With all the attention on pollution from cars and factories, you might think about your home as a sacred space of filtered purity. But the truth is that the air in most homes is two to five times more contaminated than outside.
And city homes with tight spaces are especially susceptible to low air quality. The good news is that you can easily clear the air in your home. We at Modernize think that knowledge is power, and indeed, the first step to clearing the air is knowing about the types of contaminants that lurk in your abode.
VOCs—or volatile organic compounds—are carbon-based chemicals that are found in a host of household products, but especially in wall coverings like paint and wallpaper.
VOCs are dangerous because they’re known carcinogens, and they have been shown to contribute to respiratory problems like asthma and allergies.
To ease the contamination from these kinds of products, don’t store opened paint cans in your home, and look for VOC-free products whenever possible. Limit the use of commercial air fresheners and opt instead for natural options like burning sage or cedar incense. To really give you a clear idea of the products you should steer clear of, The National Institutes of Health has a great database of VOC products here.
Mold in your home can cause a whole host of health problems, from the innocuous (itching eyes, sneezing) to the serious (permanent lung damage).
Mold thrives in wet and humid environments. The best way to stop it in its tracks is to make sure your home has no mystery leaks or unwanted moisture. Some common culprits are air conditioning ducts—condensation from cooling air can collect there, creating a haven for mold—and leaking pipes that have gone undetected.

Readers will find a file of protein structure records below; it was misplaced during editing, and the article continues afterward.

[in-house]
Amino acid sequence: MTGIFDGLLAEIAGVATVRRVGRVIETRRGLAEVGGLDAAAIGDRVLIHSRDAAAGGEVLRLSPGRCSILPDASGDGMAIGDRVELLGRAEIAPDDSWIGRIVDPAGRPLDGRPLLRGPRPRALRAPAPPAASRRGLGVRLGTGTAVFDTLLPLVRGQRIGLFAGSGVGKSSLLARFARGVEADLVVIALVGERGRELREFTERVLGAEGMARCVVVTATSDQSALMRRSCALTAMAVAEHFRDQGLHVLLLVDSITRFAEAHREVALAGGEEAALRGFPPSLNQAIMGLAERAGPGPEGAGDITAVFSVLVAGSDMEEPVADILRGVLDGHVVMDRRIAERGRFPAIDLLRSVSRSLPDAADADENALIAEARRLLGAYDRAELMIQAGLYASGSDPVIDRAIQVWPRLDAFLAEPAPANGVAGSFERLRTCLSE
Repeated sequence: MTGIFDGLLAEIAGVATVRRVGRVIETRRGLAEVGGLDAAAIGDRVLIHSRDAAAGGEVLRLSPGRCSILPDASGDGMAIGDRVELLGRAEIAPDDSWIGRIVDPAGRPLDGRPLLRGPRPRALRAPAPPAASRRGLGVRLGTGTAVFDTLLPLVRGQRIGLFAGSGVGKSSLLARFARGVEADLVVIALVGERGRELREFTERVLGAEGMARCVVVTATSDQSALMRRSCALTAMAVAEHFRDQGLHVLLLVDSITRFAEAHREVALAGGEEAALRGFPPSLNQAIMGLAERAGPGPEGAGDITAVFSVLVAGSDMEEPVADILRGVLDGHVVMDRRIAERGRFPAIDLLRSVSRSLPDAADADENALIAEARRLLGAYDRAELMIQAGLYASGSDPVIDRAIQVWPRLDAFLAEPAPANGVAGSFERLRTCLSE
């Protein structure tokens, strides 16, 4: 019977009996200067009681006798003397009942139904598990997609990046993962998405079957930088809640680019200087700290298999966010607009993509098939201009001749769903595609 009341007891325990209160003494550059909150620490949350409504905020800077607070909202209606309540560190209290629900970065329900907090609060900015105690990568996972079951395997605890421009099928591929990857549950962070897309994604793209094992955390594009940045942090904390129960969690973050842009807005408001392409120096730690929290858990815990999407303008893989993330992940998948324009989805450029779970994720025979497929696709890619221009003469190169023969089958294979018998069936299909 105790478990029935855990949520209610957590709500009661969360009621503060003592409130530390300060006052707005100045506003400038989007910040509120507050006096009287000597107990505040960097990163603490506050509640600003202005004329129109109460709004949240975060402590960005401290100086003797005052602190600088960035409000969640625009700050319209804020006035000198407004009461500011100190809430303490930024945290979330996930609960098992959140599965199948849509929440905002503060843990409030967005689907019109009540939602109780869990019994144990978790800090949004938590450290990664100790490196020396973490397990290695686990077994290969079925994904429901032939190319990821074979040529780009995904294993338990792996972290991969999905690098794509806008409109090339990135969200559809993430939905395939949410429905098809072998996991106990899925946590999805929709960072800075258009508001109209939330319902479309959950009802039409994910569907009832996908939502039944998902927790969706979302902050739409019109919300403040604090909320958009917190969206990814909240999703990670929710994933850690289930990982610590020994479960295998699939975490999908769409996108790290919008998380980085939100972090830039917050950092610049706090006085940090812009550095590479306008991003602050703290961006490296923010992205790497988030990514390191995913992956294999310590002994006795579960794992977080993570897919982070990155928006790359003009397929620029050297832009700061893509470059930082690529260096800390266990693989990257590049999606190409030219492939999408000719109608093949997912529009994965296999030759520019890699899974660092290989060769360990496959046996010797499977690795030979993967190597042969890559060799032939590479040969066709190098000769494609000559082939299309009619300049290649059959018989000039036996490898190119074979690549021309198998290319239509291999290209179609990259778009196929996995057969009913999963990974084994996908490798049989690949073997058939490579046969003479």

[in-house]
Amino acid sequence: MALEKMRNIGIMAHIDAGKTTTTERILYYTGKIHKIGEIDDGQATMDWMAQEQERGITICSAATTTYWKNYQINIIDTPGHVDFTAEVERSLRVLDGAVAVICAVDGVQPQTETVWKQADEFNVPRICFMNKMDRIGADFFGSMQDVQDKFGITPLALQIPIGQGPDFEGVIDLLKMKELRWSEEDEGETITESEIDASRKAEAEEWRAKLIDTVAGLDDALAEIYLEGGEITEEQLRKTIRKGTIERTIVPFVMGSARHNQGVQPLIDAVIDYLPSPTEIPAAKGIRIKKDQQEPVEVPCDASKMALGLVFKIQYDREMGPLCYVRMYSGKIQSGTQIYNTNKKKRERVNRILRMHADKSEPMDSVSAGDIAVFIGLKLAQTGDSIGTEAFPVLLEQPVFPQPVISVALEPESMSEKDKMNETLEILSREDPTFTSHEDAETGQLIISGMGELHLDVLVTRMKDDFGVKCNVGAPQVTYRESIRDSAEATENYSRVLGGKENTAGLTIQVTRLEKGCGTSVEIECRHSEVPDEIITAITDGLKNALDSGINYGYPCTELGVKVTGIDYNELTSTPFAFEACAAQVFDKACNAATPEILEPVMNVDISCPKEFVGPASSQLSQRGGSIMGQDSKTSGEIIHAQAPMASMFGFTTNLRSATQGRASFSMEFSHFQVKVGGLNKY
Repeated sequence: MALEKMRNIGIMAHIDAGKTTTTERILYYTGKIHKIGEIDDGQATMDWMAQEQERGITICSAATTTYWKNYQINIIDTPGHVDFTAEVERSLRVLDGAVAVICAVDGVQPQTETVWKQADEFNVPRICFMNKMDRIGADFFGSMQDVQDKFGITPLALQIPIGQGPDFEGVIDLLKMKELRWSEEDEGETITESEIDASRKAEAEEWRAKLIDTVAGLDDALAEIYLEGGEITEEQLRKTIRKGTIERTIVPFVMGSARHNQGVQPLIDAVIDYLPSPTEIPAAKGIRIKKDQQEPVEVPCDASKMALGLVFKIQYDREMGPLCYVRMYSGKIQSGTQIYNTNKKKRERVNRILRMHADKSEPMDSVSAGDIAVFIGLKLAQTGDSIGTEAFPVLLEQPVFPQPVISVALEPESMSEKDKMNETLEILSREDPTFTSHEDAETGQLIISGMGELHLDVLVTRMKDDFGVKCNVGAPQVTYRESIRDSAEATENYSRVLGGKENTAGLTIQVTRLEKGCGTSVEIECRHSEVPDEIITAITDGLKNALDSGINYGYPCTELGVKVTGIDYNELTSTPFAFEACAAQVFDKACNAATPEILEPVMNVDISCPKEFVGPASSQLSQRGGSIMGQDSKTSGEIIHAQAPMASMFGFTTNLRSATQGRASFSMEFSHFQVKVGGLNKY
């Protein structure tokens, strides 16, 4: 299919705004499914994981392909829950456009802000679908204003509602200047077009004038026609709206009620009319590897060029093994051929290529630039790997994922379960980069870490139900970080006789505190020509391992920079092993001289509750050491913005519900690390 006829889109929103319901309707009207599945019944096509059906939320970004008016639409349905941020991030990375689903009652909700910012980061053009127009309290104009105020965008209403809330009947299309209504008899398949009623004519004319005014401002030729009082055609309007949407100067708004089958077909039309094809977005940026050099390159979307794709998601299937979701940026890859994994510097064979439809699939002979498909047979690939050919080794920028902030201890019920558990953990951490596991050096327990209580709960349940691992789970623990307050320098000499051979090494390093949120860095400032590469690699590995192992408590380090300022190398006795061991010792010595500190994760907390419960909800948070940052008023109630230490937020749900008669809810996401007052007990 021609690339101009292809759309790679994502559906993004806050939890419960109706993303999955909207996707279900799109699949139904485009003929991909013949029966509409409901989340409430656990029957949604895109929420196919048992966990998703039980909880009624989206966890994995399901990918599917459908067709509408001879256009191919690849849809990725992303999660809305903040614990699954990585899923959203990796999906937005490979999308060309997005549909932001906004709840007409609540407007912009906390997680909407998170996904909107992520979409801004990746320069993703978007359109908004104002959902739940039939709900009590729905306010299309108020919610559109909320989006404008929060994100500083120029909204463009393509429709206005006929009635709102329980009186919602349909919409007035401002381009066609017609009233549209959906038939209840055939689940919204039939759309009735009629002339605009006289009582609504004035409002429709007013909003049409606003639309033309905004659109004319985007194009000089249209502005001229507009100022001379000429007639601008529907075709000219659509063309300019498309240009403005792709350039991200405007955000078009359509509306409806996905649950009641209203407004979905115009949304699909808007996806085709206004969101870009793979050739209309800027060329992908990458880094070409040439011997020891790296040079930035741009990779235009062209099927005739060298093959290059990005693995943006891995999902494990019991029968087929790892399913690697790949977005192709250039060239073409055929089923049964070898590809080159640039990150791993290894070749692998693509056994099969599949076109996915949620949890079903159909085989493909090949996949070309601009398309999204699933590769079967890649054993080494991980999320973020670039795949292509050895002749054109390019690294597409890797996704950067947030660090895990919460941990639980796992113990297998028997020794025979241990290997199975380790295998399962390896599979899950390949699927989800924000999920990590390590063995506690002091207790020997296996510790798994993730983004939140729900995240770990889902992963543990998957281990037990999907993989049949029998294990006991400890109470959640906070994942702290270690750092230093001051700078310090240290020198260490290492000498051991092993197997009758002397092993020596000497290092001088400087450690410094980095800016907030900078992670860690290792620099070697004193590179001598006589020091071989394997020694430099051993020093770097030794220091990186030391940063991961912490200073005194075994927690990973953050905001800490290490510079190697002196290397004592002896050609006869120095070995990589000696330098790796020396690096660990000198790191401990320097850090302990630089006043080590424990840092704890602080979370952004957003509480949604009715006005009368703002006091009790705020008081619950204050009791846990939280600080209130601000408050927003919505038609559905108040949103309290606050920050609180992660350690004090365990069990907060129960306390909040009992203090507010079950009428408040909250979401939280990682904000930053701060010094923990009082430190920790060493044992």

To prevent mold’s reign of terror, make sure to have your cooling system and ducts cleaned regularly every two or three years. And keep a vigilant eye on your plumbing—particularly in closed-off areas like closets, basements, and cabinets. If you notice any leaks, call a plumber to repair them as soon as possible.
Here’s where it gets kind of gross. You most likely have a roommate you didn’t know about—actually, make that several thousand roommates! Dust mites, microscopic bugs that feed off of dead skin cells, are living in our homes—the average living space may contain up to 10,000 bugs! Even pristine homes are not safe.
So why are dust mites dangerous? While they do not pose as serious a threat for most people, they can be very triggering for those with serious allergies or asthma.
To protect yourself, check your home’s humidity. Mites thrive in moist, humid homes where they can absorb the water in the air. Reduce moisture levels in your home by investing in a dehumidifier, or just by opening your windows on drier days. And, if you can, limit the amount of upholstered furniture in your house—dust mites love it there.
One of the best ways to keep your home’s air fresh and clean, however, is also the simplest: open the windows. Opening the windows every so often keeps your environment clean by letting in air that is less contaminated. Plus, the fresh air just feels great!
About the Author
GASP is a nonprofit health advocacy organization based in Birmingham, Ala. Our mission is to reduce air pollution, to educate the public on the health risks associated with dirty air, and to encourage community leaders to serve as role models for clean air and clean energy production.